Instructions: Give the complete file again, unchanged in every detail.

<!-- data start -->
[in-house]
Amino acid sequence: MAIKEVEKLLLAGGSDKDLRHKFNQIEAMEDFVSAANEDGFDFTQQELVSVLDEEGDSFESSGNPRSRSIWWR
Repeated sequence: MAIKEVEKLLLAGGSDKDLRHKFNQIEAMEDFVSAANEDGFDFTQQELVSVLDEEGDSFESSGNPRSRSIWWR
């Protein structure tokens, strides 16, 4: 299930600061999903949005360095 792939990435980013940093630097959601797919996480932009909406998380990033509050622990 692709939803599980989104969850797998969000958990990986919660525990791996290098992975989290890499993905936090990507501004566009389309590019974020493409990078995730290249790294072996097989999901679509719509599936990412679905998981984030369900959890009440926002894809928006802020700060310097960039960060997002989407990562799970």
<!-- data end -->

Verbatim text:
[in-house]
Amino acid sequence: MAIKEVEKLLLAGGSDKDLRHKFNQIEAMEDFVSAANEDGFDFTQQELVSVLDEEGDSFESSGNPRSRSIWWR
Repeated sequence: MAIKEVEKLLLAGGSDKDLRHKFNQIEAMEDFVSAANEDGFDFTQQELVSVLDEEGDSFESSGNPRSRSIWWR
């Protein structure tokens, strides 16, 4: 299930600061999903949005360095 792939990435980013940093630097959601797919996480932009909406998380990033509050622990 692709939803599980989104969850797998969000958990990986919660525990791996290098992975989290890499993905936090990507501004566009389309590019974020493409990078995730290249790294072996097989999901679509719509599936990412679905998981984030369900959890009440926002894809928006802020700060310097960039960060997002989407990562799970």